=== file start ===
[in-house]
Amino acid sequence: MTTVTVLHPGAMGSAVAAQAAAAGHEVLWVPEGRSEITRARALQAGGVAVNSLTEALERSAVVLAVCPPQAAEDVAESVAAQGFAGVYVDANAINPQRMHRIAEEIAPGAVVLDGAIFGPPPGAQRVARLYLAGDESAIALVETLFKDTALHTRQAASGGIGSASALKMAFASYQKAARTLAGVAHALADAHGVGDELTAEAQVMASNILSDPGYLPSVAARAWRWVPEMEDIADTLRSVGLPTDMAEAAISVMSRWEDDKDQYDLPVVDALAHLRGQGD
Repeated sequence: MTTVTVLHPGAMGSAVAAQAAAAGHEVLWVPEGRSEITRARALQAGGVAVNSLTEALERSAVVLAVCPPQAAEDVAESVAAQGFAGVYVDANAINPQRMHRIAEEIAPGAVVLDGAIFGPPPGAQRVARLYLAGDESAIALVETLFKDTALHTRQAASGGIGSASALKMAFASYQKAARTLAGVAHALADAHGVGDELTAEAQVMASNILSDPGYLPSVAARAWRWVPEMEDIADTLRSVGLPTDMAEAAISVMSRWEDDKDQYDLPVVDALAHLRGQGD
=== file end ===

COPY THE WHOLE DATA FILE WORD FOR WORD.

[in-house]
Amino acid sequence: MTTVTVLHPGAMGSAVAAQAAAAGHEVLWVPEGRSEITRARALQAGGVAVNSLTEALERSAVVLAVCPPQAAEDVAESVAAQGFAGVYVDANAINPQRMHRIAEEIAPGAVVLDGAIFGPPPGAQRVARLYLAGDESAIALVETLFKDTALHTRQAASGGIGSASALKMAFASYQKAARTLAGVAHALADAHGVGDELTAEAQVMASNILSDPGYLPSVAARAWRWVPEMEDIADTLRSVGLPTDMAEAAISVMSRWEDDKDQYDLPVVDALAHLRGQGD
Repeated sequence: MTTVTVLHPGAMGSAVAAQAAAAGHEVLWVPEGRSEITRARALQAGGVAVNSLTEALERSAVVLAVCPPQAAEDVAESVAAQGFAGVYVDANAINPQRMHRIAEEIAPGAVVLDGAIFGPPPGAQRVARLYLAGDESAIALVETLFKDTALHTRQAASGGIGSASALKMAFASYQKAARTLAGVAHALADAHGVGDELTAEAQVMASNILSDPGYLPSVAARAWRWVPEMEDIADTLRSVGLPTDMAEAAISVMSRWEDDKDQYDLPVVDALAHLRGQGD